In 2006, he took up links between Nepali Maoists and Indian Leftist parties as key campaign issue and encouraged Madhesi leaders to oppose Maoism in Nepal. In 2008, his convoy was reportedly attacked while en route to Azamgarh for an anti-terrorism rally. The attack left one person dead and at least six persons injured.
Member of Parliament
Adityanath's attendance in Lok Sabha was 77% and he has asked 284 questions, participated in 56 debates and introduced three private member Bills in the 16th Lok Sabha.
Relations with the BJP
Adityanath has had strained relations with the BJP for more than a decade. He often derided and undermined the BJP, criticising its dilution of the Hindutva ideology. Having established his own independent power base in Eastern Uttar Pradesh, with the support of the Hindu Yuva Vahini and the Gorakhnath Math, he felt confident to be able to dictate terms to the BJP. When his voice was not heard, he revolted by fielding candidates against the official BJP candidates. The most prominent example was the fielding of Radha Mohan Das Agarwal from Gorakhpur on a Hindu Mahasabha ticket in 2002, who then defeated BJP Cabinet minister, Shiv Pratap Shukla by a wide margin. In 2007, Adityanath threatened to field 70 candidates for the state assembly against the BJP candidates. But he reached a compromise in the end. In 2009 Parliamentary elections, Adityanath was rumoured to have campaigned against the BJP candidates who were then defeated.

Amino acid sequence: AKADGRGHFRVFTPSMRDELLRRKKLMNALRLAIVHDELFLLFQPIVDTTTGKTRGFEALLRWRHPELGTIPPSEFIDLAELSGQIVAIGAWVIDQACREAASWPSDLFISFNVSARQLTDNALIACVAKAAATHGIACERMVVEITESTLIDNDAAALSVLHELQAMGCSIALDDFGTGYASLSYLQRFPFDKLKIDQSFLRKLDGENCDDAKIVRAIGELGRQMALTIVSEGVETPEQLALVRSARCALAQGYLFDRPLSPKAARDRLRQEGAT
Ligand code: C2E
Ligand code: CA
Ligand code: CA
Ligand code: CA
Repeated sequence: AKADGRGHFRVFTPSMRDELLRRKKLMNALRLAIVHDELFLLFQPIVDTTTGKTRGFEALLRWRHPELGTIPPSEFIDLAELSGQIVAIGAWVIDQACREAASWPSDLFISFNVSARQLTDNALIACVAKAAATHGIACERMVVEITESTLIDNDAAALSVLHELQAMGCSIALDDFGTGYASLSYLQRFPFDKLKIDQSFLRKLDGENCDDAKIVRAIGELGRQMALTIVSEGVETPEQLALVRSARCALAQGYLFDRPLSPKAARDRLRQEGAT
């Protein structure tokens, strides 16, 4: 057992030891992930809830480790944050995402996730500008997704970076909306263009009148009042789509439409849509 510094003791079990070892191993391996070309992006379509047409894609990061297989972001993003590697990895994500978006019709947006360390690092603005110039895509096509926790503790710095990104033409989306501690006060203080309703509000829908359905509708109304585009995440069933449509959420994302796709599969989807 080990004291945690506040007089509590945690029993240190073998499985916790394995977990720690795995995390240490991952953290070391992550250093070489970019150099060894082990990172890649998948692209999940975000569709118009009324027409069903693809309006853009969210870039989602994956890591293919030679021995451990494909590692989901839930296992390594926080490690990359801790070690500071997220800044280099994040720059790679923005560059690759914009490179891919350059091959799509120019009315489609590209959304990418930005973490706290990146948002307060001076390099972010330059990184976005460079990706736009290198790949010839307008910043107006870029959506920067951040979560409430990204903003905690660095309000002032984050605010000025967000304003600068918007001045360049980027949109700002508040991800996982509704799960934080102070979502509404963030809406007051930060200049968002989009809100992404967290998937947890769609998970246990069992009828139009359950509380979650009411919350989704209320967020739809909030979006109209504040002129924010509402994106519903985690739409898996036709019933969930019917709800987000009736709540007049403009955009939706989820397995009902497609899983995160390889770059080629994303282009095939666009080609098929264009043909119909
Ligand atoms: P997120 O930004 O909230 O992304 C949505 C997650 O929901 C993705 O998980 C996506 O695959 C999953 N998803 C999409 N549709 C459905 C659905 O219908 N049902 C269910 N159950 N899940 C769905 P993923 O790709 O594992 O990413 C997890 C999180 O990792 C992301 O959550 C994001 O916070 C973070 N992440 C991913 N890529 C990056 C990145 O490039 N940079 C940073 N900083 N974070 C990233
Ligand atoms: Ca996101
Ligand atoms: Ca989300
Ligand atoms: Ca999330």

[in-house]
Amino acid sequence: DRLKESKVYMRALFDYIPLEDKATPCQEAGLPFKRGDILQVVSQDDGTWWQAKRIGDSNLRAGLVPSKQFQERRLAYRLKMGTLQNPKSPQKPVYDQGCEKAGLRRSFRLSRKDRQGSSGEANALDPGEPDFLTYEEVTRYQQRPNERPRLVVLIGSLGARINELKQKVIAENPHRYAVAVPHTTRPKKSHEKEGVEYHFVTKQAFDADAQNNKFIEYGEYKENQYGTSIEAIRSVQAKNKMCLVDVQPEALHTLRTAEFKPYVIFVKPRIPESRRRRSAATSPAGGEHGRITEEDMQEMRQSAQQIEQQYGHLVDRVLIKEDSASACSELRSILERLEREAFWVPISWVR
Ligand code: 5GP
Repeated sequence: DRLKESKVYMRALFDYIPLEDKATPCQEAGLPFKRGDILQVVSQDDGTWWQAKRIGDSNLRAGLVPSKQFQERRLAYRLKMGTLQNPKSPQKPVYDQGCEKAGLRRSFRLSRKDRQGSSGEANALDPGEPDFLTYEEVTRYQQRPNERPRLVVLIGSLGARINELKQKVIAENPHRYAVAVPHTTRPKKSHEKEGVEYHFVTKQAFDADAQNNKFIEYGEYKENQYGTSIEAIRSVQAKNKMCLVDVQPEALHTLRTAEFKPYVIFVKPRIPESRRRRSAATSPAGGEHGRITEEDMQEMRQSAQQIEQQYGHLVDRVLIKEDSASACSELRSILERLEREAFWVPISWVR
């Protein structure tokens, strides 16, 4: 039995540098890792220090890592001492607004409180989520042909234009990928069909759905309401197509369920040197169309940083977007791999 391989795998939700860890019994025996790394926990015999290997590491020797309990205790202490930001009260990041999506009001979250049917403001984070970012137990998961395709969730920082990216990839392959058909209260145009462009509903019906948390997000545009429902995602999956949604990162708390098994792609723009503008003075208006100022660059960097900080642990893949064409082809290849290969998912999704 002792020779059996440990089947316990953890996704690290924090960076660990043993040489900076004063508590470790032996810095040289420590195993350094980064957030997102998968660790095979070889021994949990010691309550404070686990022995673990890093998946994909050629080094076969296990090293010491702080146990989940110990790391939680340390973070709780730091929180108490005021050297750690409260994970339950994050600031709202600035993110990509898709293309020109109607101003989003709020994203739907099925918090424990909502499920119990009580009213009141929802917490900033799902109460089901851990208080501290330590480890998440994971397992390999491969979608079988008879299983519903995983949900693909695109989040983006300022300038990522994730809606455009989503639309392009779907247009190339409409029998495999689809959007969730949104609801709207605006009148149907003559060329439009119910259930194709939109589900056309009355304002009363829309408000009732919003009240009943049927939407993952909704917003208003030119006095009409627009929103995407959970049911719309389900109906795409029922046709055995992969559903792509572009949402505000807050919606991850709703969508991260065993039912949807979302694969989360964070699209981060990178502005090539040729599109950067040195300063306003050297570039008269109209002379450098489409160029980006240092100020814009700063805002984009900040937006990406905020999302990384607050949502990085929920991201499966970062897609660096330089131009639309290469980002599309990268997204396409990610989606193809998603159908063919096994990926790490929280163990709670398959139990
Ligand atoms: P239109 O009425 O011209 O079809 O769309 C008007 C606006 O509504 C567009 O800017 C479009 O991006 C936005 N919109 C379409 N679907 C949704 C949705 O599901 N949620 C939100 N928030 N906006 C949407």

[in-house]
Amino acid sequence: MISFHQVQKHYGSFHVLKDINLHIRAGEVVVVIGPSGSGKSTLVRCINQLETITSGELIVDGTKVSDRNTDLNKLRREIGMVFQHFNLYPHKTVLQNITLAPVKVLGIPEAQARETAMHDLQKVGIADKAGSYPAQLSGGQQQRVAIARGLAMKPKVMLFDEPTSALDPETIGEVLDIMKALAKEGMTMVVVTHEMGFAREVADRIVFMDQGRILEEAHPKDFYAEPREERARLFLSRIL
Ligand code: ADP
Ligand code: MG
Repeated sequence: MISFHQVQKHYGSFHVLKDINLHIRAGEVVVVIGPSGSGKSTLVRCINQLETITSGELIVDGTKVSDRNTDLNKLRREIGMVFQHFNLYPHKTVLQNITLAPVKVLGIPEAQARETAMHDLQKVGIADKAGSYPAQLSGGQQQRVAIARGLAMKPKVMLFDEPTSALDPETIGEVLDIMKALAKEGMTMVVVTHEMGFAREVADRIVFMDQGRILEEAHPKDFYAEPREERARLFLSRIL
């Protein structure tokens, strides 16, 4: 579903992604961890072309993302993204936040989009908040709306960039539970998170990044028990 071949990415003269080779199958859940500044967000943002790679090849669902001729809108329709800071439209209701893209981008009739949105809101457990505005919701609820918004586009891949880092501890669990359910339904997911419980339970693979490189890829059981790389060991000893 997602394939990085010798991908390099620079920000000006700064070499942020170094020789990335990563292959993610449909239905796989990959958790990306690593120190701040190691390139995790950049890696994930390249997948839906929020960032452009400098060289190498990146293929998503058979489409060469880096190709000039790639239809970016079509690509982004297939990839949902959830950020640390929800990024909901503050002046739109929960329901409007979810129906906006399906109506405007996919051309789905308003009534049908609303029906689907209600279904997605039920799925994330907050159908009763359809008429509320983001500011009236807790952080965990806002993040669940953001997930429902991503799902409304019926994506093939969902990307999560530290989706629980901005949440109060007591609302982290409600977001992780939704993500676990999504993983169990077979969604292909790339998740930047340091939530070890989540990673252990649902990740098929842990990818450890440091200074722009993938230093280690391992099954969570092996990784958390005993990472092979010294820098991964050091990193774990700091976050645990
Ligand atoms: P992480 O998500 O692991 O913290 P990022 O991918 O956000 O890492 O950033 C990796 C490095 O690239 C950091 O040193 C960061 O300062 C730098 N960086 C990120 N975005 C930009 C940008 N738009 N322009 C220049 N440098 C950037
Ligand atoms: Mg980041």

Despite his periodic revolts, Yogi Adityanath has been kept in good humour by the RSS and the BJP leaders. The deputy prime minister L. K. Advani, the RSS chief Rajendra Singh and the VHP chief Ashok Singhal have visited him in Gorakhpur. During 22–24 December 2006, Adityanath organised a three-day Virat Hindu Mahasammelan at Gorakhpur at the same time as the BJP National Executive Meet in Lucknow. Despite the conflict, several RSS and VHP leaders attended the Mahasammelan, which issued a commitment to pursue the Hindutva goals despite the BJP's claimed "abandonment" of them.
Chief Minister of Uttar Pradesh